The COVID-19 pandemic had a substantial and diverse impact on cancer care, but we still don’t know how this affected prognosis, according to a study published today in eLife.
The findings suggest that more and better-quality research is needed to understand the full impact of COVID-19 on people with cancer, specifically in low-income settings and looking at longer-term outcomes.
The authors conducted an umbrella review of systematic reviews, which collect and summarise all studies and evidence on a well-defined topic. Systematic reviews are commonly used as evidence to guide public health and policy decision-making, but their quality and impact depends on the methods used and the quality of the individual studies the reviews include.
“Several systematic reviews have examined the impact of COVID-19 on cancer care, but they evaluated different outcomes and periods of the pandemic, and so the findings are rather fragmented and the rigour of the methods used is unclear,” explains lead author Taulant Muka, a medical epidemiologist at the Institute of Social and Preventive Medicine, University of Bern, Switzerland. “Well-designed studies for a comprehensive and rigorous assessment of the impact of COVID-19 on several aspects of cancer are essential to understand gaps and learn lessons for future pandemics.”
To address this, the team performed an umbrella review to assess the amount and geographical breadth of the available evidence. Then they summarised the impact of COVID-19 on screening, diagnosis and treatment of cancer, as well as financial, psychological and social aspects of living with the disease.
They searched the scientific literature and identified 51 articles that met their criteria, with most providing data from different countries and only two focusing on a single country. When they evaluated both the methodological rigour of each review, and the individual studies they included, only two reviews scored as moderate to high-quality, and the rest for low or critically low quality.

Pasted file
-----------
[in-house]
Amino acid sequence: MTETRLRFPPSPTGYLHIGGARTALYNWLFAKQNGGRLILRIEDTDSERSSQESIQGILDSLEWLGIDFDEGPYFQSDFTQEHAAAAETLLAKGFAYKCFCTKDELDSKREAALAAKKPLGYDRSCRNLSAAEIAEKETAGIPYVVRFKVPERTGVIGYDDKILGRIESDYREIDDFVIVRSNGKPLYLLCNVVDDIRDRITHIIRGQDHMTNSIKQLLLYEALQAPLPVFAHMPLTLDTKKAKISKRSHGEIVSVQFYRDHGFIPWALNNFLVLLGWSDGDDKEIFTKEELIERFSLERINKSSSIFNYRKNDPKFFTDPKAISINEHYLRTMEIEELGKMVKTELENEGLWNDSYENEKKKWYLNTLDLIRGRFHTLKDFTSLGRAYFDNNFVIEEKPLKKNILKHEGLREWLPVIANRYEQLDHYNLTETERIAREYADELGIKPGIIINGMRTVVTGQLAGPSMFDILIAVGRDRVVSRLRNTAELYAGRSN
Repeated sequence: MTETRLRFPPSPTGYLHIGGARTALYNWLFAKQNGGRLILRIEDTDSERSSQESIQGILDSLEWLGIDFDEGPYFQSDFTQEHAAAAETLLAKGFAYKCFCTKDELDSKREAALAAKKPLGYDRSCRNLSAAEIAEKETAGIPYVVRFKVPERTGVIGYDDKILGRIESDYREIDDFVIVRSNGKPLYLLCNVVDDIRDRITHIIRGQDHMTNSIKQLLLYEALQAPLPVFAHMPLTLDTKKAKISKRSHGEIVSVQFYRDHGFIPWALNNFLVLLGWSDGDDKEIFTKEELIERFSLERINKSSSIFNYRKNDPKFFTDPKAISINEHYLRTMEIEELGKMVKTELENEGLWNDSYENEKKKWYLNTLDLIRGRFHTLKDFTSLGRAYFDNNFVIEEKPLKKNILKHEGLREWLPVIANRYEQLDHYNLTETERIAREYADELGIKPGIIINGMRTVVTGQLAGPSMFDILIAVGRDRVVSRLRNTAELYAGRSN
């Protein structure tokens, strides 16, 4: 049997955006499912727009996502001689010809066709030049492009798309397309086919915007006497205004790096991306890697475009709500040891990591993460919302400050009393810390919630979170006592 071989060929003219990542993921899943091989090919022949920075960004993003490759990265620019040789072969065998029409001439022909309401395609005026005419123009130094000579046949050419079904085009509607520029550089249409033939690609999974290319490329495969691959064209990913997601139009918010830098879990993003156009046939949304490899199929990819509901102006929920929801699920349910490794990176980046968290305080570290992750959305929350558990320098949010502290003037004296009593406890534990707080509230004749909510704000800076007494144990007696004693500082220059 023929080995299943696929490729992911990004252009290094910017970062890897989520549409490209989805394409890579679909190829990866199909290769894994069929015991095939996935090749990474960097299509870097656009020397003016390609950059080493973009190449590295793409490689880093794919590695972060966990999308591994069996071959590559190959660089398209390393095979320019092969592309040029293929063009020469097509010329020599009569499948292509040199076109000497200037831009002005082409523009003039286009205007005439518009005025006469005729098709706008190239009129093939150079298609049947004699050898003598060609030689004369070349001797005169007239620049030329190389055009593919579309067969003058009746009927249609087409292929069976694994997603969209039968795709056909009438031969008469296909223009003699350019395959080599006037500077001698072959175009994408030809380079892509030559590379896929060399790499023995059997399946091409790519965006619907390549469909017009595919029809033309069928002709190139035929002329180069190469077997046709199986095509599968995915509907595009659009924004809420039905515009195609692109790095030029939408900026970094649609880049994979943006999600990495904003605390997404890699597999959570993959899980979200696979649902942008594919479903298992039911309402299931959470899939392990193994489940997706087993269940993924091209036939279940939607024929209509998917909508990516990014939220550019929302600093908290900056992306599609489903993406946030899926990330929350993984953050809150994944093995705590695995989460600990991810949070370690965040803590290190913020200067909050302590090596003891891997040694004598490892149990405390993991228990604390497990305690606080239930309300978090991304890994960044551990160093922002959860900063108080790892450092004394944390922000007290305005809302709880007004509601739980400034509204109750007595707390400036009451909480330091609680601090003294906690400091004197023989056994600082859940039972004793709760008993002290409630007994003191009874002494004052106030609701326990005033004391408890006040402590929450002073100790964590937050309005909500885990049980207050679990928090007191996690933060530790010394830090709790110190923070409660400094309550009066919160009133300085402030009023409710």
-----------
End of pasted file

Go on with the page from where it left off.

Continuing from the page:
The authors then summarised the main evidence on aspects of cancer care including changes to treatment regimens, delays or cancellations to screening or treatment, numbers of diagnoses, financial distress, social isolation and uptake of telemedicine.
Different degrees of delays and cancellations were reported, with low and middle income countries and countries that implemented lockdowns experiencing more delays and cancellations.
There was a significant upwards shift in the use of telemedicine, but little available evidence on how patients found its use, or the challenges, benefits and costs of its implementation.
A consistent theme was a deterioration in psychosocial wellbeing in cancer patients, such as increased depression and anxiety levels and feelings of social isolation; however, most reviews did not compare this with pre-pandemic data.
Finally, although several guidelines were produced in the midst of the pandemic to support clinicians caring for people with cancer, most recommendations were based on expert opinion rather than quantitative evidence. For example, a comparison of recommendations for radiotherapy timing and dose before and after the pandemic, showed a shift from established higher-quality evidence used before the pandemic to recommendations based on lower-quality evidence and expert opinion during the pandemic.
“The main take-home message provided by the 51 reviews we looked at is that there have been modifications, delays and cancellation of screening, diagnosis and treatment, and patients with cancer may have experienced additional psychological, social and financial distress,” says senior author John P.A. Ioannidis, Professor of Epidemiology and Population Health at Stanford University, US. “Nevertheless, the appraisal is based on limited and low-quality evidence and data derived from high-income countries, with little understanding of the consequences of COVID-19 on cancer care in low- or middle-income settings, or on any adverse impact of COVID-19 on cancer prognosis and survival.”
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